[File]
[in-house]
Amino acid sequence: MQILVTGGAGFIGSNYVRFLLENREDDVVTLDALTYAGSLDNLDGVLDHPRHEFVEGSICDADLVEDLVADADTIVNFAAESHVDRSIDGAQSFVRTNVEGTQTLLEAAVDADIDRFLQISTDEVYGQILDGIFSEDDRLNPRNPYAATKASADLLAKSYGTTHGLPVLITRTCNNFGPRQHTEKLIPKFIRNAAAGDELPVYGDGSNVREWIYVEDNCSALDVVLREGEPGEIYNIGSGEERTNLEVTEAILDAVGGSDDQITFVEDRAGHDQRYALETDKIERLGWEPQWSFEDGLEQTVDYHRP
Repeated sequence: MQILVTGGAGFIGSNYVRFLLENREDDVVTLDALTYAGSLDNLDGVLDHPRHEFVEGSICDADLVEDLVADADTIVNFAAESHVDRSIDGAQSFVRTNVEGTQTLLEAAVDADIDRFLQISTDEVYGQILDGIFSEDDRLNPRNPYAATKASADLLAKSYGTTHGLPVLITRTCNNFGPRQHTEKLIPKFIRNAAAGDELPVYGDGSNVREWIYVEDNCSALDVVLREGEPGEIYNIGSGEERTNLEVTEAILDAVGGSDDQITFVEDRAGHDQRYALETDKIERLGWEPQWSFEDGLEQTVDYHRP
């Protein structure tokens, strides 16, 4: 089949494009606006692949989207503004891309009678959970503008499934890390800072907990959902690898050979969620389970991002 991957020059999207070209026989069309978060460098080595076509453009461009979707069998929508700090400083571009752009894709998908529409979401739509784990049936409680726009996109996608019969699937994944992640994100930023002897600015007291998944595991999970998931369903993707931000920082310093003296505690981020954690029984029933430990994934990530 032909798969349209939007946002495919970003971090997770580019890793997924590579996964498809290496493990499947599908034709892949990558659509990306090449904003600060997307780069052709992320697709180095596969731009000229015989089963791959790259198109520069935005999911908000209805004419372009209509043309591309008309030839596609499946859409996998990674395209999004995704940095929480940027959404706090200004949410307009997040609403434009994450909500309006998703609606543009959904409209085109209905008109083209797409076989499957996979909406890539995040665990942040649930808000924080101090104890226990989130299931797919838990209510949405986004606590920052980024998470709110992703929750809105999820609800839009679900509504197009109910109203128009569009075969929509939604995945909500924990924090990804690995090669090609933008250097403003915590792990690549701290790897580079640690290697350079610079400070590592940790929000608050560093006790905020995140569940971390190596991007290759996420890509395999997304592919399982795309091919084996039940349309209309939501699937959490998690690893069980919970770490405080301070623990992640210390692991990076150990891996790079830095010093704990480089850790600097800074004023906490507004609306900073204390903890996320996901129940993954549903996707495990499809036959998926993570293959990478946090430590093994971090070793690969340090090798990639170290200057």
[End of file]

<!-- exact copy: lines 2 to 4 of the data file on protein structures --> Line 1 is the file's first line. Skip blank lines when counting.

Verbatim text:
Amino acid sequence: MQILVTGGAGFIGSNYVRFLLENREDDVVTLDALTYAGSLDNLDGVLDHPRHEFVEGSICDADLVEDLVADADTIVNFAAESHVDRSIDGAQSFVRTNVEGTQTLLEAAVDADIDRFLQISTDEVYGQILDGIFSEDDRLNPRNPYAATKASADLLAKSYGTTHGLPVLITRTCNNFGPRQHTEKLIPKFIRNAAAGDELPVYGDGSNVREWIYVEDNCSALDVVLREGEPGEIYNIGSGEERTNLEVTEAILDAVGGSDDQITFVEDRAGHDQRYALETDKIERLGWEPQWSFEDGLEQTVDYHRP
Repeated sequence: MQILVTGGAGFIGSNYVRFLLENREDDVVTLDALTYAGSLDNLDGVLDHPRHEFVEGSICDADLVEDLVADADTIVNFAAESHVDRSIDGAQSFVRTNVEGTQTLLEAAVDADIDRFLQISTDEVYGQILDGIFSEDDRLNPRNPYAATKASADLLAKSYGTTHGLPVLITRTCNNFGPRQHTEKLIPKFIRNAAAGDELPVYGDGSNVREWIYVEDNCSALDVVLREGEPGEIYNIGSGEERTNLEVTEAILDAVGGSDDQITFVEDRAGHDQRYALETDKIERLGWEPQWSFEDGLEQTVDYHRP
């Protein structure tokens, strides 16, 4: 089949494009606006692949989207503004891309009678959970503008499934890390800072907990959902690898050979969620389970991002 991957020059999207070209026989069309978060460098080595076509453009461009979707069998929508700090400083571009752009894709998908529409979401739509784990049936409680726009996109996608019969699937994944992640994100930023002897600015007291998944595991999970998931369903993707931000920082310093003296505690981020954690029984029933430990994934990530 032909798969349209939007946002495919970003971090997770580019890793997924590579996964498809290496493990499947599908034709892949990558659509990306090449904003600060997307780069052709992320697709180095596969731009000229015989089963791959790259198109520069935005999911908000209805004419372009209509043309591309008309030839596609499946859409996998990674395209999004995704940095929480940027959404706090200004949410307009997040609403434009994450909500309006998703609606543009959904409209085109209905008109083209797409076989499957996979909406890539995040665990942040649930808000924080101090104890226990989130299931797919838990209510949405986004606590920052980024998470709110992703929750809105999820609800839009679900509504197009109910109203128009569009075969929509939604995945909500924990924090990804690995090669090609933008250097403003915590792990690549701290790897580079640690290697350079610079400070590592940790929000608050560093006790905020995140569940971390190596991007290759996420890509395999997304592919399982795309091919084996039940349309209309939501699937959490998690690893069980919970770490405080301070623990992640210390692991990076150990891996790079830095010093704990480089850790600097800074004023906490507004609306900073204390903890996320996901129940993954549903996707495990499809036959998926993570293959990478946090430590093994971090070793690969340090090798990639170290200057």